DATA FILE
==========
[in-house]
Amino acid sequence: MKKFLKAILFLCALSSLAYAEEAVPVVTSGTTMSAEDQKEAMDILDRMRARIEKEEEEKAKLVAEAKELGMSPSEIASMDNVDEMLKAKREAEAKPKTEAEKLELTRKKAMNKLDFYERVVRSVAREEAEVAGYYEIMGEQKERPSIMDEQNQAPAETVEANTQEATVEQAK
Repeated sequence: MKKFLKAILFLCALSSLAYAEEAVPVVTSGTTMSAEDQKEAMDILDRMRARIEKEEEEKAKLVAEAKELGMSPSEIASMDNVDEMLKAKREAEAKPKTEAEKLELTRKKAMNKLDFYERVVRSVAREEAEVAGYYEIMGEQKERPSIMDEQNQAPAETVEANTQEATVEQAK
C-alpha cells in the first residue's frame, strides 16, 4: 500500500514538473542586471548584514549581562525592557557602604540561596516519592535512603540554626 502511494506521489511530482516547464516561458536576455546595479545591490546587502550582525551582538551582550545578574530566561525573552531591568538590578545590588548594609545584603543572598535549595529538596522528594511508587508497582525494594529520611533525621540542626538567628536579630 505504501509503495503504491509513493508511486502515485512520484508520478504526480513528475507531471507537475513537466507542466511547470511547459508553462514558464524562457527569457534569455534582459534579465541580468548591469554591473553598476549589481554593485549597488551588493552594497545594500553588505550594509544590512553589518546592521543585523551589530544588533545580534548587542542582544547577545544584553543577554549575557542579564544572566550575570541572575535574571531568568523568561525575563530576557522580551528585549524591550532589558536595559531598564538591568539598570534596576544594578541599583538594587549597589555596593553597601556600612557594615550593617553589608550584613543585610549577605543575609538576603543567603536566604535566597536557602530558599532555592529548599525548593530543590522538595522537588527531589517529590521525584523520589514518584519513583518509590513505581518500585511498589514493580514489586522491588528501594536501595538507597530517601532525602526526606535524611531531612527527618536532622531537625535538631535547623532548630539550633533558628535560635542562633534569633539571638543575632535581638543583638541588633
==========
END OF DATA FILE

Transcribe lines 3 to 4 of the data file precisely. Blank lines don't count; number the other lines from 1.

Repeated sequence: MKKFLKAILFLCALSSLAYAEEAVPVVTSGTTMSAEDQKEAMDILDRMRARIEKEEEEKAKLVAEAKELGMSPSEIASMDNVDEMLKAKREAEAKPKTEAEKLELTRKKAMNKLDFYERVVRSVAREEAEVAGYYEIMGEQKERPSIMDEQNQAPAETVEANTQEATVEQAK
C-alpha cells in the first residue's frame, strides 16, 4: 500500500514538473542586471548584514549581562525592557557602604540561596516519592535512603540554626 502511494506521489511530482516547464516561458536576455546595479545591490546587502550582525551582538551582550545578574530566561525573552531591568538590578545590588548594609545584603543572598535549595529538596522528594511508587508497582525494594529520611533525621540542626538567628536579630 505504501509503495503504491509513493508511486502515485512520484508520478504526480513528475507531471507537475513537466507542466511547470511547459508553462514558464524562457527569457534569455534582459534579465541580468548591469554591473553598476549589481554593485549597488551588493552594497545594500553588505550594509544590512553589518546592521543585523551589530544588533545580534548587542542582544547577545544584553543577554549575557542579564544572566550575570541572575535574571531568568523568561525575563530576557522580551528585549524591550532589558536595559531598564538591568539598570534596576544594578541599583538594587549597589555596593553597601556600612557594615550593617553589608550584613543585610549577605543575609538576603543567603536566604535566597536557602530558599532555592529548599525548593530543590522538595522537588527531589517529590521525584523520589514518584519513583518509590513505581518500585511498589514493580514489586522491588528501594536501595538507597530517601532525602526526606535524611531531612527527618536532622531537625535538631535547623532548630539550633533558628535560635542562633534569633539571638543575632535581638543583638541588633